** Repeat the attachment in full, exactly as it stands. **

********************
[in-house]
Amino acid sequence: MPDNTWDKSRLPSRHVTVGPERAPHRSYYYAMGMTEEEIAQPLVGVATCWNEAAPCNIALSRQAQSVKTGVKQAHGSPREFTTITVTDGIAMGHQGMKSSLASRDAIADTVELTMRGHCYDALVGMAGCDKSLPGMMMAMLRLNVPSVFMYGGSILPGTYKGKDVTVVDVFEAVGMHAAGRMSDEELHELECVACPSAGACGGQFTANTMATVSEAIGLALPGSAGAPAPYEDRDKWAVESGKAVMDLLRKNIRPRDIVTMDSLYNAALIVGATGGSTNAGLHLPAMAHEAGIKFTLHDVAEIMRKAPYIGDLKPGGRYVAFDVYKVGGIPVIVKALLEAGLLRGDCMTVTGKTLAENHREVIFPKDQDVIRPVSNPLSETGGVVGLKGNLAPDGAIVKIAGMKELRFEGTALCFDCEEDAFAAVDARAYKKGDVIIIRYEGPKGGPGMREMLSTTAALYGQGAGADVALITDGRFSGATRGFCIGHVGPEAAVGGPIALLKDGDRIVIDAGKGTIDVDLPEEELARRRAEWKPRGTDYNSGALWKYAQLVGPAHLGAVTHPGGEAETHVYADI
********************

[in-house]
Amino acid sequence: MPDNTWDKSRLPSRHVTVGPERAPHRSYYYAMGMTEEEIAQPLVGVATCWNEAAPCNIALSRQAQSVKTGVKQAHGSPREFTTITVTDGIAMGHQGMKSSLASRDAIADTVELTMRGHCYDALVGMAGCDKSLPGMMMAMLRLNVPSVFMYGGSILPGTYKGKDVTVVDVFEAVGMHAAGRMSDEELHELECVACPSAGACGGQFTANTMATVSEAIGLALPGSAGAPAPYEDRDKWAVESGKAVMDLLRKNIRPRDIVTMDSLYNAALIVGATGGSTNAGLHLPAMAHEAGIKFTLHDVAEIMRKAPYIGDLKPGGRYVAFDVYKVGGIPVIVKALLEAGLLRGDCMTVTGKTLAENHREVIFPKDQDVIRPVSNPLSETGGVVGLKGNLAPDGAIVKIAGMKELRFEGTALCFDCEEDAFAAVDARAYKKGDVIIIRYEGPKGGPGMREMLSTTAALYGQGAGADVALITDGRFSGATRGFCIGHVGPEAAVGGPIALLKDGDRIVIDAGKGTIDVDLPEEELARRRAEWKPRGTDYNSGALWKYAQLVGPAHLGAVTHPGGEAETHVYADI